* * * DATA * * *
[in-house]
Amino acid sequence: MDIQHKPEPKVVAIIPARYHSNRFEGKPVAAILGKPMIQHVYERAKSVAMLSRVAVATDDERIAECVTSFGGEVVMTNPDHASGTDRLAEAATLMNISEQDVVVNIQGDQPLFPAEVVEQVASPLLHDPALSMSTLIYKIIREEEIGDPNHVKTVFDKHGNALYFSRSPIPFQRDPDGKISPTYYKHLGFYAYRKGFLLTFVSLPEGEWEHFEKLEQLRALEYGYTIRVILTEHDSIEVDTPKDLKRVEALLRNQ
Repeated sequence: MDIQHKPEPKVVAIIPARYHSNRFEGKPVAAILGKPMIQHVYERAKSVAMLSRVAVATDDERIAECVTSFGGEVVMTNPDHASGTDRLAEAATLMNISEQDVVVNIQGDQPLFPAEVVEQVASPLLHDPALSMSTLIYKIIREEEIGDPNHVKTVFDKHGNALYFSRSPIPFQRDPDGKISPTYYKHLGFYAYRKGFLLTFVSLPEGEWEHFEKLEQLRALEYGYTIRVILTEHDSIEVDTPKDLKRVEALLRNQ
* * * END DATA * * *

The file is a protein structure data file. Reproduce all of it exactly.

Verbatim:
[in-house]
Amino acid sequence: MDIQHKPEPKVVAIIPARYHSNRFEGKPVAAILGKPMIQHVYERAKSVAMLSRVAVATDDERIAECVTSFGGEVVMTNPDHASGTDRLAEAATLMNISEQDVVVNIQGDQPLFPAEVVEQVASPLLHDPALSMSTLIYKIIREEEIGDPNHVKTVFDKHGNALYFSRSPIPFQRDPDGKISPTYYKHLGFYAYRKGFLLTFVSLPEGEWEHFEKLEQLRALEYGYTIRVILTEHDSIEVDTPKDLKRVEALLRNQ
Repeated sequence: MDIQHKPEPKVVAIIPARYHSNRFEGKPVAAILGKPMIQHVYERAKSVAMLSRVAVATDDERIAECVTSFGGEVVMTNPDHASGTDRLAEAATLMNISEQDVVVNIQGDQPLFPAEVVEQVASPLLHDPALSMSTLIYKIIREEEIGDPNHVKTVFDKHGNALYFSRSPIPFQRDPDGKISPTYYKHLGFYAYRKGFLLTFVSLPEGEWEHFEKLEQLRALEYGYTIRVILTEHDSIEVDTPKDLKRVEALLRNQ